Tough as Nails

Photo: A Little Rusty, Maybe

I may be getting a little rusty and weathered, but I’m just happy to be aging.

I’m managing to age. I’m glad. Though I’ve never had such a deep fall into my depressive and anxious episodes as to become suicidal, I’ve had times when I feared it might be hard to keep living, instead retreating into agoraphobic hiding in perpetuity. Those times, I am so very thankful, have been rare. They’re long past, too.

A couple of months ago, though, I had the first of some subtle indications that my longtime sense of shining wellness might have some tiny cracks forming in its foundations. A creeping unease entered into my confident good cheer. When I was first diagnosed and treated back then for my anxiety and depression, I had the strange sensation of learning what it felt like for my symptoms to recede, one by one, and as they did, I realized that the way I’d felt and the whole way I’d understood myself for all of my life before then, was in large part a collection of symptoms. Underneath it all was a different, happier and healthier self I have relished getting to know as I was unmasked by this progress.

I won’t lose that self again readily. I made tracks for the doctor’s office to talk about my options, because I don’t ever want to be held prisoner in that not-me state again. We’re checking my general health, the doctor and I, and plotting a course for reinforcement of the new-and-improved me while combating those things that threaten in any small way.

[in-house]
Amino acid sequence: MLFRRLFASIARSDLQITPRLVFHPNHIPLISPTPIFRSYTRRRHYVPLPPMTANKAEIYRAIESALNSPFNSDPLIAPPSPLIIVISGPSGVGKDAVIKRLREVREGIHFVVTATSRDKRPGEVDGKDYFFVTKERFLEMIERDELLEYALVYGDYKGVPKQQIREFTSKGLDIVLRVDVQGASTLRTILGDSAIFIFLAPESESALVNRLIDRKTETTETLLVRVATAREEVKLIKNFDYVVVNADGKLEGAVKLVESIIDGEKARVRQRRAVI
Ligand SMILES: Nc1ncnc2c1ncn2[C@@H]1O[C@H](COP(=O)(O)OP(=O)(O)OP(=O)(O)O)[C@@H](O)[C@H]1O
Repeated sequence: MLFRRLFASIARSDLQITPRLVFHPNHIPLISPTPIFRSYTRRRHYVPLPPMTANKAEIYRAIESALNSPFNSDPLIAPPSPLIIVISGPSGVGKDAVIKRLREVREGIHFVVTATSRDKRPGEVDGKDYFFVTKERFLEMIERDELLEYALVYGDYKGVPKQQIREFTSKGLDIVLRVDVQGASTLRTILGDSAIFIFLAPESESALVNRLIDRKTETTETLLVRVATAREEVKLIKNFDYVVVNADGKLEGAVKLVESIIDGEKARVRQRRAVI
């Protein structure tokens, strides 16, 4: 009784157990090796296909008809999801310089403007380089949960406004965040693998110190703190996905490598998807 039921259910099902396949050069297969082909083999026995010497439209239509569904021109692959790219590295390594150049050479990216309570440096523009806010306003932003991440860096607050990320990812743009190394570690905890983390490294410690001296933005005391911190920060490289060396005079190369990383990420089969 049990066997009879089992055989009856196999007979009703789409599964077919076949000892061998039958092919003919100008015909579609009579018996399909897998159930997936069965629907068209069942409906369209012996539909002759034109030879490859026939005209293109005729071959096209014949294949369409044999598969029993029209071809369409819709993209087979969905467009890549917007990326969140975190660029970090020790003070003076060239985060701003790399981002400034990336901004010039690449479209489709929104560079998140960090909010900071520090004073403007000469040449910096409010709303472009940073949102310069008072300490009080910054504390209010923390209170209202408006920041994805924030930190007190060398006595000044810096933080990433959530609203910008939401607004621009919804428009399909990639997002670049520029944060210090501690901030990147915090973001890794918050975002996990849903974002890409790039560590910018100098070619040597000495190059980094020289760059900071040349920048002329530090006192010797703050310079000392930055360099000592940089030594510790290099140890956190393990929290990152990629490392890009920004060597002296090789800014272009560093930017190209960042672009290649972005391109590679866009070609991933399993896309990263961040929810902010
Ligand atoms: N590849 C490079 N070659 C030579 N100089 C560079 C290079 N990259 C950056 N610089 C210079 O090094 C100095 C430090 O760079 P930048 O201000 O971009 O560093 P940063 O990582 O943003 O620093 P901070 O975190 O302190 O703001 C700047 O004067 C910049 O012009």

My greatest reassurance comes from living with the life partner who never ceases to love and support me for better, for worse, in sickness and in health. Backing him up in the task are the many relatives and friends upon whom I also depend. But I’ve come to realize that I have another resource on which I’ll be depending in this adventure. Surprisingly, that defender is me.

See, I understand now what I didn’t and couldn’t back in the day: I could never have made it to my first depressive crash and subsequent healing if I weren’t pretty tough inside. I have always thought of myself as shy, timid and easily cowed, but the truth is that if everything that seems ordinary and normal to other people in the everyday scheme of things—meeting a new person, answering the phone, taking a class—seems infinitely harder to a person with anxiety disorder or the chemical imbalance that causes chronic depression, then I must be stronger than I thought.

I’m planning to win. I don’t expect it’ll happen overnight, let alone permanently, but with my personal army at my back and the right attitude and resources of my own, I think I have a good shot at it.

Photo: Tough as Nails

For a marshmallow, I’m actually tough as nails.

13 thoughts on “Tough as Nails

    • As always, you are so sweet and such a comfort. So deeply appreciated, my love. 🙂 I’m doing very well right now. Checking in with the doctor has been helpful already. 🙂
      xoxoxo,
      Kath

  1. Oh, your words rang so true as I read them. I struggled on my own for many years. I’m so glad you have help, don’t ever be afraid to ask for as much help as you need as the people who know you and love you will feel rewarded in ten fold for the help they’ve given when they share in the difference in you. 😀

    • What a beautiful and gracious message, Sallyann. You know the truth. I hope you’ve learned fully the wonderful goodness that is in having a great support community, too. I will gladly join their forces on your behalf as well. Right now, I am so glad that I knew to go straight to the doctor and he has already been tremendously supportive and helpful in guiding me through this episode. I’m feeling better already.
      Love and peace to you!
      Kathryn

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